Learning Techniques of the Auditory Learner

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by Patrice on May 17, 2011 · 1 comment

in Techniques

Some kids are good at writing reports based on what they’ve read, but have a hard time recounting the information from a lecture. These kids are visual learners. The students who can give an accurate account what they’ve heard are auditory learners.  Neither of these learning techniques is right or wrong, but it’s important that the learning style of the student is recognized so that they are given the greatest opportunity to reap the value of the lesson.

How do you know if your child is an auditory learner? There are some education techniques that children use subconsciously that can give the single mom clues.

Does your child sit quietly and read, or do the read aloud, even to themselves?

♦ Auditory learners often read aloud, listening to themselves as they go. They have found that this allows them to understand what they are reading and remember it afterward.

Can your child tell you about the things they have seen or heard.

♦ Auditory learners are great story tellers. They enjoy contributing to discussions and explaining ideas.

Does your child enjoy listening to a lecture more than they enjoy reading a good book?

♦ A verbal recounting of lectures usually comes easy to the child who is an auditory learner. But when they have to brush up later for a test, they may have a hard time studying from the textbook. Ask the instructor if the child can record lectures to use at a later date.

Once the learning techniques of the auditory learner have been identified, speak with the teacher and request that every opportunity is given the child to do well in school. Recognize that the auditory learner is often a social butterfly, and ask that the child be called upon often in class to answer questions to keep them focused on the subject being taught.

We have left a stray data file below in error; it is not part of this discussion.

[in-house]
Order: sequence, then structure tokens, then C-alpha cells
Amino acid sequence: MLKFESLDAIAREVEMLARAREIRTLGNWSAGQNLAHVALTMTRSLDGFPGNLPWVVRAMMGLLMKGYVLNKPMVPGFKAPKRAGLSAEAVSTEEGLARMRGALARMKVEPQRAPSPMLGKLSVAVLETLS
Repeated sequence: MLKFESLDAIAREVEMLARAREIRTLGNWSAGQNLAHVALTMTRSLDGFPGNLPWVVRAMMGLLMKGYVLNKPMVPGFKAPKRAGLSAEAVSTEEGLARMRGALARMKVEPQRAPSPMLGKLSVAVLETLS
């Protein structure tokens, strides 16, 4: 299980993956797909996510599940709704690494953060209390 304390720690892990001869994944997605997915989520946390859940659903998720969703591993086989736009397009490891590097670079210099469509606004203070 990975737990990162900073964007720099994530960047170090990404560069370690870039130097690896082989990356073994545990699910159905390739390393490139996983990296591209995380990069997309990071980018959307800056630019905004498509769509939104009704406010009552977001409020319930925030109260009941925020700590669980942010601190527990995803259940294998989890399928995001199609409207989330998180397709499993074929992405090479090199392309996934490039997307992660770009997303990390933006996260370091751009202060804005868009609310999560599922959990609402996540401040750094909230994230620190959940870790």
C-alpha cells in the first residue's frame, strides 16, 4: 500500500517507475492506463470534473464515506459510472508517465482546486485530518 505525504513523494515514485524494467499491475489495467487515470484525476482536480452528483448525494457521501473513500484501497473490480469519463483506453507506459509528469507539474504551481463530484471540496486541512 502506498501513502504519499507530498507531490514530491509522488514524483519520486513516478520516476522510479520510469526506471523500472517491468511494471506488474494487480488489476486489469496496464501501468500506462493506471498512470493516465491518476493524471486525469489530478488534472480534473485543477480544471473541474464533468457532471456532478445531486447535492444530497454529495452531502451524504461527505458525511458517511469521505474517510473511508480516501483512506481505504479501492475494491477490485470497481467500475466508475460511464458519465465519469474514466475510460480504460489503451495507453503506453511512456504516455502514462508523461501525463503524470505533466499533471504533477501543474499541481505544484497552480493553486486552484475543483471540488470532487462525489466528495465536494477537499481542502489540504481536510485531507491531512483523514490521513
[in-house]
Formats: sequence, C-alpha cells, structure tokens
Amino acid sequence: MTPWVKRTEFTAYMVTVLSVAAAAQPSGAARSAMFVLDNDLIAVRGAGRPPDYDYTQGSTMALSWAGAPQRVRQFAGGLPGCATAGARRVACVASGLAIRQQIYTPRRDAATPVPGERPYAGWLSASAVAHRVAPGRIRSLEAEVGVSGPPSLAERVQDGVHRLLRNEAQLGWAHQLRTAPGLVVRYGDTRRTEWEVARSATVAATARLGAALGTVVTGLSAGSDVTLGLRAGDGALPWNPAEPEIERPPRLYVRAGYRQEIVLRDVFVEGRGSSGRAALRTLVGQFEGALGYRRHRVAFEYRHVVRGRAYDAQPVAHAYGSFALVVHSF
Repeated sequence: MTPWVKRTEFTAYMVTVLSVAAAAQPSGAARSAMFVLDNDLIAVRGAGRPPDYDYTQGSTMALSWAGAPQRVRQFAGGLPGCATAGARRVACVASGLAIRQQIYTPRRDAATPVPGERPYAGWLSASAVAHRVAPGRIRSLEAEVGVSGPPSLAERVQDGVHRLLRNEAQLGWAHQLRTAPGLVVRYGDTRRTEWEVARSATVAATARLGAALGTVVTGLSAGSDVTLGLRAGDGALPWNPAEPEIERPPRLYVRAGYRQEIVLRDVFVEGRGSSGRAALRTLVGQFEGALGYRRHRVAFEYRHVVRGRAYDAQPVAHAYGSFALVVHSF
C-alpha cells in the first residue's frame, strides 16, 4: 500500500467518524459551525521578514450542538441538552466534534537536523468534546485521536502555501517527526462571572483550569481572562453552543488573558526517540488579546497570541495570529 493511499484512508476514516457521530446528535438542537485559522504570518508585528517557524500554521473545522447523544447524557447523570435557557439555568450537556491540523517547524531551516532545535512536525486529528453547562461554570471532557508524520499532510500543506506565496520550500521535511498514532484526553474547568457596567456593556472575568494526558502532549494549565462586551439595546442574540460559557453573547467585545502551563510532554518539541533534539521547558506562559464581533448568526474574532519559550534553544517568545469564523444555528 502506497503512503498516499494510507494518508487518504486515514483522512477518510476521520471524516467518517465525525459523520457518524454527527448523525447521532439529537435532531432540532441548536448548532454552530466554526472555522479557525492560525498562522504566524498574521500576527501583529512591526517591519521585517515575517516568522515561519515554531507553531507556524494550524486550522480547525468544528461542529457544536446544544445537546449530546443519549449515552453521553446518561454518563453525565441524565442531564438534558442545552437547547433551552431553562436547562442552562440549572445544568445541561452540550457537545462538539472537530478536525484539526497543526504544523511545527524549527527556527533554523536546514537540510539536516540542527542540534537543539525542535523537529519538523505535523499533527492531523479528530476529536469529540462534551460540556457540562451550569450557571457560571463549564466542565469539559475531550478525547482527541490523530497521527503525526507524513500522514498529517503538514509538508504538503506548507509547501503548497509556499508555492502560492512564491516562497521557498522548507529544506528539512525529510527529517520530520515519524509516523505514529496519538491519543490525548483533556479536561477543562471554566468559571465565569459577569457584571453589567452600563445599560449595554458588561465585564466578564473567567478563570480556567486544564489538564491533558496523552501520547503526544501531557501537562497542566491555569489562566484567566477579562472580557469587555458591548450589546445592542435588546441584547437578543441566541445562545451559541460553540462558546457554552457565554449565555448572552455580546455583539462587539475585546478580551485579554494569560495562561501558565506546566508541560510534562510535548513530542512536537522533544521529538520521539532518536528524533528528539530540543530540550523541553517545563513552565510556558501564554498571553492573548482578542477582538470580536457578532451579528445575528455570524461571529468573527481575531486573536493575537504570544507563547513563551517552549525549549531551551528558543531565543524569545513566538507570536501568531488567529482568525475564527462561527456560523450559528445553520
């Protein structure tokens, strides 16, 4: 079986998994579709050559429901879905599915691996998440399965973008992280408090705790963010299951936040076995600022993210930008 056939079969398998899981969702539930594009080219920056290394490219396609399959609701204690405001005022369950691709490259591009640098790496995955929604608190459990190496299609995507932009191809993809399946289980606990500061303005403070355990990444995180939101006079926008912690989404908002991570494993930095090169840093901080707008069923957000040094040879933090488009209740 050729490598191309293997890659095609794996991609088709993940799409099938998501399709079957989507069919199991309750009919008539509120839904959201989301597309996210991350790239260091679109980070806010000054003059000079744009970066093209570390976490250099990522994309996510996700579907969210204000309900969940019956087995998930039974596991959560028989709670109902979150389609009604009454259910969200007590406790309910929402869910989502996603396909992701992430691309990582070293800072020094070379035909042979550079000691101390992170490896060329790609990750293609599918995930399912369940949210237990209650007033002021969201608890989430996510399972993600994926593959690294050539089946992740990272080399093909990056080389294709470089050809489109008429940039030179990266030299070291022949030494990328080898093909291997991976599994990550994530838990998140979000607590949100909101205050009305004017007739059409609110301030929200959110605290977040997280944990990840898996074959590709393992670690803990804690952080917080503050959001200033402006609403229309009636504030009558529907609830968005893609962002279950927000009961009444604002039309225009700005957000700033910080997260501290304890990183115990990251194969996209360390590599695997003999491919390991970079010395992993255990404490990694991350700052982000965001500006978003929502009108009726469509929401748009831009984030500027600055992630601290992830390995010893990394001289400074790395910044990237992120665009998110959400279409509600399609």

Understand that the auditory learner will do better on oral tests than on written exams, and ask if the teacher can vary the types of tests that she gives the class.

When the child is studying written materials or doing homework, play background music. Some schools have started allowing pre-approved music in the classroom to help the children study.

Auditory learners do well in work and study groups. If your child has trouble focusing in homework, encourage him to invite a friend from class over after school to study.

There are three different learning styles, and schools must teach all children, not just the auditory learner. Understand that more time cannot be given to the auditory learner than the visual or kinesthetic learner. By working together as a team, the student, school and involved parent can make sure that each child is given tools to meet the challenge of learning, no matter what learning style they have.

About Patrice

Patrice Campbell is a freelance writer working from the Denver area. Campbell started her writing career in the 1980’s, working for several Wisconsin local papers as a news, human interest and features writer, as well as a photographer.


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{ 1 comment… read it below or add one }

Ann May 25, 2011 at 4:54 pm

That was super information. I have been having a hard time with my son as his verbal/oral skills are graded at a very high level in school (he is just finishing 3rd grade) and does poorly on his writing skills. This explains a lot and I will be better able to help him now that I have a better understanding of him. Thank you!

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